Next year, a 16th state will enact regulations allowing use of medical marijuana. Even though these laws are becoming more prevalent, questions regarding users and workplace safety remain.
Arizona expects to have regulations allowing medical-marijuana use by late summer 2011. Voters OK’d the law in November’s election.
Doug Stegemoller, president of a construction company in Phoenix, told The Arizona Republic he has concerns about how the new law will impact worker safety.
The law would still allow Stegemoller to fire an employee for impaired performance due to pot use, but the problem is that impairment isn’t defined by law.
Unlike alcohol, there’s no standard for marijuana intoxication. Tests can measure the amount in a person’s system, but there are disputes about what constitutes intoxication because pot can stay in the body for weeks after use.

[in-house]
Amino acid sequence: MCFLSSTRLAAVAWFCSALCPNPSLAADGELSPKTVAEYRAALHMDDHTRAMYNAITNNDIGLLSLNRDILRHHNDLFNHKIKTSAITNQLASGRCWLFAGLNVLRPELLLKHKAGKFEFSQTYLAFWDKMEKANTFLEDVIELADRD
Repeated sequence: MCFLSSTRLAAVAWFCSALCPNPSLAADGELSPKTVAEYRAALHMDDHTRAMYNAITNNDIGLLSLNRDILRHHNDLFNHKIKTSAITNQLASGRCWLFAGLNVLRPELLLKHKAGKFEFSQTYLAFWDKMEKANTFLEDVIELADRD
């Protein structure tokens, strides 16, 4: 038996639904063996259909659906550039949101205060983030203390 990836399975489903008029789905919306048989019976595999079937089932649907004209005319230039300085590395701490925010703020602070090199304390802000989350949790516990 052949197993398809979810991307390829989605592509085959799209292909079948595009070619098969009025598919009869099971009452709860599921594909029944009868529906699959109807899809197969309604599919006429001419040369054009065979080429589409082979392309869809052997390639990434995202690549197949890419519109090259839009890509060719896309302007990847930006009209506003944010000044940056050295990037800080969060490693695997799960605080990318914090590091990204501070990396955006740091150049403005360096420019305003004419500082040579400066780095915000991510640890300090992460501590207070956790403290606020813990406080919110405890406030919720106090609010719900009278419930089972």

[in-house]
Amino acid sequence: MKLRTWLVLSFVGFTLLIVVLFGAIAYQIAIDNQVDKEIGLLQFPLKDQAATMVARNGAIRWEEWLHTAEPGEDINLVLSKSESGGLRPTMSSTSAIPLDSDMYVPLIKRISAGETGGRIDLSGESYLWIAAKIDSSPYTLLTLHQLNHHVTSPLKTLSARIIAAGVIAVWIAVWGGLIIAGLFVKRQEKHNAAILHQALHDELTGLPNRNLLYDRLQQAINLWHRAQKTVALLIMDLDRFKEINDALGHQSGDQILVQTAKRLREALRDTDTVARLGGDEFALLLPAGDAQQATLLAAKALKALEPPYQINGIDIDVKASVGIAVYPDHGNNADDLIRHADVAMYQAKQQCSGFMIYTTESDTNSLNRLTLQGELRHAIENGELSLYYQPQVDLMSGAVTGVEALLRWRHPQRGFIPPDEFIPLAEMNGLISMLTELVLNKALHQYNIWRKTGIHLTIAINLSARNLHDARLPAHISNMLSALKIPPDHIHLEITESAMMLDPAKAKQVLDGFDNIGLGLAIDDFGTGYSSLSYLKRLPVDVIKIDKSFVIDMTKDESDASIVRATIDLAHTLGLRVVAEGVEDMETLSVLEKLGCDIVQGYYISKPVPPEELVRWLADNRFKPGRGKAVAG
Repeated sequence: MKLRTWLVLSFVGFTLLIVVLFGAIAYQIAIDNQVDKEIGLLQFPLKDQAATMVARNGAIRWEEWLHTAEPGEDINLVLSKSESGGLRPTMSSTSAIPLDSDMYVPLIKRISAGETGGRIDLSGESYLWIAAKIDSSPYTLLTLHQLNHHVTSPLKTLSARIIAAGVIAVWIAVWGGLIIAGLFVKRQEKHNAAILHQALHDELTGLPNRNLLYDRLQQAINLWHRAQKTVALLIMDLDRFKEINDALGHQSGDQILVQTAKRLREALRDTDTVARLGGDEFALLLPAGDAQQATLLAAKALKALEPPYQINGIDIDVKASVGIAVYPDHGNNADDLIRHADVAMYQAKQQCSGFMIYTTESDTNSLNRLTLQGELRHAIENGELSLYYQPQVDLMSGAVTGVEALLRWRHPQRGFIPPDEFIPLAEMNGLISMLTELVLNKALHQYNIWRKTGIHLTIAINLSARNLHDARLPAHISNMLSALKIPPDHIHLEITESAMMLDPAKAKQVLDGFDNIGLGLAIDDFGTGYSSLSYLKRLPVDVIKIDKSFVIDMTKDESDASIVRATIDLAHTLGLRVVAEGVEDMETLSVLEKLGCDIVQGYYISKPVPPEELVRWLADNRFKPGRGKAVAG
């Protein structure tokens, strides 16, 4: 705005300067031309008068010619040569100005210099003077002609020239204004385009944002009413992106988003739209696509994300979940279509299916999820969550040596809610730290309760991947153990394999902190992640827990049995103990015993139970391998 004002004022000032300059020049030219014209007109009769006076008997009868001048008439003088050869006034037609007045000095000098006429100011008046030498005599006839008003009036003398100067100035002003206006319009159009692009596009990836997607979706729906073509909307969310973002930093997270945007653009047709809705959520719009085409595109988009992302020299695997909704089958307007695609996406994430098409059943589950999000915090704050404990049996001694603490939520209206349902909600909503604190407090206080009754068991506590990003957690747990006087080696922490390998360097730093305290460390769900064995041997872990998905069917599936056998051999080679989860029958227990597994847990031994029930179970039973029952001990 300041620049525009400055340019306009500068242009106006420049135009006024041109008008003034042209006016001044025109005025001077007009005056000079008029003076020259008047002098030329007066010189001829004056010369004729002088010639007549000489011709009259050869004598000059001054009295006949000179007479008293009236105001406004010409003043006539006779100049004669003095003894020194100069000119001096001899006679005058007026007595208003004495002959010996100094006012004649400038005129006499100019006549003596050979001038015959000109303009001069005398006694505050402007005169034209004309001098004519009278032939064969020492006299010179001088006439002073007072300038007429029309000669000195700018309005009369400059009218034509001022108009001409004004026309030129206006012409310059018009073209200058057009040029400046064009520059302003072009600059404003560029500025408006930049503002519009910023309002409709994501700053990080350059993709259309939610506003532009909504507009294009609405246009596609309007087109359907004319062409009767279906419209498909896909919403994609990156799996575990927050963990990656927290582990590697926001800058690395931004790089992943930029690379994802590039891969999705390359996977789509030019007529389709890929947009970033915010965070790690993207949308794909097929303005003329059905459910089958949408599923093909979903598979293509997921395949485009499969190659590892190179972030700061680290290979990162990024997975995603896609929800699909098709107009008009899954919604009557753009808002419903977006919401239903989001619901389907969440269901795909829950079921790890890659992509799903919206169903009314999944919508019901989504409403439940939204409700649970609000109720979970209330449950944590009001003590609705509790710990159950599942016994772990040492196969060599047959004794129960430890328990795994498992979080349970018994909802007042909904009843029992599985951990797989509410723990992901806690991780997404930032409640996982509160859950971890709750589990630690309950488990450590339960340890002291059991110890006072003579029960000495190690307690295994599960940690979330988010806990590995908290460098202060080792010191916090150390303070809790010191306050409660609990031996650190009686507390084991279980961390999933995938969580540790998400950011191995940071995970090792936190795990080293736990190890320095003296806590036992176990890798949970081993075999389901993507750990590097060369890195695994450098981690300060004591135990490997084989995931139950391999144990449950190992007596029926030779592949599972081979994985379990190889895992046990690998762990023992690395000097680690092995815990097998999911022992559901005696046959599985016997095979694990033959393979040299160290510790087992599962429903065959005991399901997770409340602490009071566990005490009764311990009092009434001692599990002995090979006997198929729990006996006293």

Employment issues addressed, but …
Arizona’s new law allows employers to terminate or take action against employees whose use of medical weed impairs their work.
But the law also bars employers from discriminating against these users.
It doesn’t necessarily help Arizona that 15 other states and Washington, D.C., have enacted similar laws already.
These other states are still struggling with many of the same issues. Resolving them often comes down to court battles.
And court cases in other states aren’t the answer either, because states have separate judicial systems.
If you have a drug testing program at your company, and you’re located in a state with a medical-marijuana law, what should you do? Here’s some advice from legal experts:
- Consult a lawyer
- Review your drug-testing policies
- Revisit employee rules about medical-marijuana use, and
- Be prepared to deal with workers who test positive for the drug.
Click here to get a summary of medical-marijuana laws by state.
Has your company addressed this situation? Let us know what you’ve done and what you think about this situation in the Comments Box below.